How to Make a Turban

turban front turban side

I've scoured the web in search of a tutorial or example on how to create turbans for shows like Aladdin, or The Arabian Nights and I have had no success. Actually creating a real turban will not work for my theatrical purposes. Real turbans require meters and meters of fabric, and a lot of practise. Additionally, they are not easily nor quickly put on and removed. So here is a quick Turban pattern that can be adapted for larger and more grand turbans if you like.

This green hat will become a turban.

Starting Your Turban

It starts with a hat form. I was given some dollar store foam hats, but I think that you could also use baseball hat, if you wanted to, or a cap of any kind. Just make sure that it fits the head of the person who will be wearing it. Remove the brim.

Remove the brim of the hat. Also remove the hat band, if there is one. These foam hats are nice to use because they can be hot glued or sewn, or both.

Next, you will be taking two measurements on this hat form. One measurement is all the way around the widest part of the hat, the other is from edge to adge, across the top of the widest part of the hat. Hats are usually oval, like our heads, so this measurement can be imagined as 'from forehead to the back of the head'. Remember to write the measurements down!

Measure this way.Measure that way. Remember to write down the measurements.

Add four inches (10cm) to the measurements that you have taken. You will create a fabric rectangle with these measurements, and you need the extra fabric to turn under and to create seams, etc. Better to add a little too much than to cut it short.
You can use any fabric, even old sheets.It is important for theatre productions to keep an eye on the expenses, so when possible, I use inexpensive fabric, ends, even old sheets, pillowcases, and curtains to build costumes. This turban is covered in a purple satin sheet that I purchased at the used clothing store.

I selected to use the hemmed edge of the sheet, so that I could save one step in the building process. If your fabric has a selvedge or a hem, then you may also want to save a step and use that to your advantage. If you are using fabric with four raw edges, then you will need to fold one inch (2.5cm) on one long edge and stitch to create a hem. This is so that the fabric doesn't fray. The other long edge is treated similarly, although a half-inch hem is fine for that. I will name the edge with the larger hem the 'bottom edge' and I will name the edge with the narrower hem, the 'top edge'.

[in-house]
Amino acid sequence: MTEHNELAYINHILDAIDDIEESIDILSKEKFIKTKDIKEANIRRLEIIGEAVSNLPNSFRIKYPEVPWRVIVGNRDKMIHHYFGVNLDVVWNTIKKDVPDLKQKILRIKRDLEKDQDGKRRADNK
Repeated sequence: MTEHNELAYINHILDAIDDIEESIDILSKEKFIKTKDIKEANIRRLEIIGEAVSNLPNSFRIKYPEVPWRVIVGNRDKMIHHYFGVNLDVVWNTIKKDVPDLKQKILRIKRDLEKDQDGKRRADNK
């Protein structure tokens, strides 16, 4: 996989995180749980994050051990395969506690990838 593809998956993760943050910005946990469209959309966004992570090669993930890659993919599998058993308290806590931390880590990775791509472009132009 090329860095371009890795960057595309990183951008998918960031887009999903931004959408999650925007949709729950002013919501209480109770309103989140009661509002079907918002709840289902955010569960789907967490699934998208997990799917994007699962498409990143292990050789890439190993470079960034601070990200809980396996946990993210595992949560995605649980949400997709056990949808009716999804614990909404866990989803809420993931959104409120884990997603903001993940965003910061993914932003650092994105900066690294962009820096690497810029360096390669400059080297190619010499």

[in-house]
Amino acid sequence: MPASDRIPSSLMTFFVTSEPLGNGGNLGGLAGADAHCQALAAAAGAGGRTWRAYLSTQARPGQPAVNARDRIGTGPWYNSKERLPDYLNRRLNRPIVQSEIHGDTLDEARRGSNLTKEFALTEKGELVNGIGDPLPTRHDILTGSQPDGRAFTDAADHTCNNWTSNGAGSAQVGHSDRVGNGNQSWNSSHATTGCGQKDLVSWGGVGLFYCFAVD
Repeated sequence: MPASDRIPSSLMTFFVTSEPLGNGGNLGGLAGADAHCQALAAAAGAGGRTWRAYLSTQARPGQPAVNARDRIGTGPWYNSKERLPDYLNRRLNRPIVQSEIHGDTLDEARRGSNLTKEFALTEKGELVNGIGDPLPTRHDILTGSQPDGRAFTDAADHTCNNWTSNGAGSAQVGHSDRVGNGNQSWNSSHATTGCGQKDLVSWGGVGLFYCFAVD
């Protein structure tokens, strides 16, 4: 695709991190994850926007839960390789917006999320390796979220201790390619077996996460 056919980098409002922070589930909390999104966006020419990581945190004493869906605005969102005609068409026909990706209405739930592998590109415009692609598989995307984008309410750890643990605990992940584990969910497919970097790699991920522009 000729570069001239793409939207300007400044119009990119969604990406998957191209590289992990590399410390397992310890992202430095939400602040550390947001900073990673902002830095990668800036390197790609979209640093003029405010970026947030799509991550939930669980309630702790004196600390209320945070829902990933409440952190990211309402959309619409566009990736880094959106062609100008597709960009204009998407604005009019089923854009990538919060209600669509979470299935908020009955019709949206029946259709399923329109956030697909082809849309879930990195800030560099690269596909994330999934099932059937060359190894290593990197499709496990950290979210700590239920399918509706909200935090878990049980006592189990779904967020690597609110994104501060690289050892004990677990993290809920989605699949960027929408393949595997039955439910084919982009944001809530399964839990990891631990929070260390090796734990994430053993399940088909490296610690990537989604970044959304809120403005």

Cut carefully, try to make the edges straight and the angles square. Press a fold to make stitching easier. Cut carefully.
Make a tube (or a cowl, however you imagine it). Fold the piece in half, right sides together, with the two raw edges aligned. Pin baste this to form a new seam. Stitch a quarter-inch seam, then press the seam open to make it easier to work with later.
measure carefully, try to make the edges straight and the angles square. Invert your work so that the right side is now out. You should have a tube-shaped piece with a bottom edge and a top edge. measure carefully, try to make the edges straight and the angles square. Fit the bottom edge over the hat form, keep the seam at the centre front of the hat - you can pin it there to secure it while you work. Pull the bottom edge of the fabric past the edge of the hat, so that it hangs over by about one inch (the size of the bottom hem). Now it's time to heat up the glue gun!

Start at the centre back of the hat form, and glue each side smoothly toward the centre front. Excess fabric will be pulled to the front. If you have excess, leave two inches on each side of the centre front and ease some finger pleats into the fabric to use it up. It is fine to gather the fabric at the font of the hat. Carefully glue the bottom edge to the inside of the hat form.

Tip! Dampen your fingers in water before you use the glue gun. It works better than dunking them AFTER you get burned.

measure carefully, try to make the edges straight and the angles square. measure carefully, try to make the edges straight and the angles square. measure carefully, try to make the edges straight and the angles square.

Congratulations! You're Half Done!

And this is what half-way done looks like.
  1. take the brim or bill off of the hat that you are building on
  2. measure the hat around, and over the top
  3. record the measurements
  4. decide how full you want the turban to be; add at least 4 inches (10cm) to the measurements (you can add as much as you want, the more you add, the fuller the finished product will be)
  5. measure a rectangle using the lengths that you have just calculated, and cut the fabric
  6. finish the top and bottom (long sides) with a hem to prevent fraying
  7. fold the right sides together, pin baste the remaining raw edges and stitch to form a tube
  8. invert the tube so that the right side is out, and fit it over the hat form
  9. keep the seam at the center front of the hat form and hot glue the tube to the inside of the hat, gathering toward the front as you go
  10. move on to the next set of instructions



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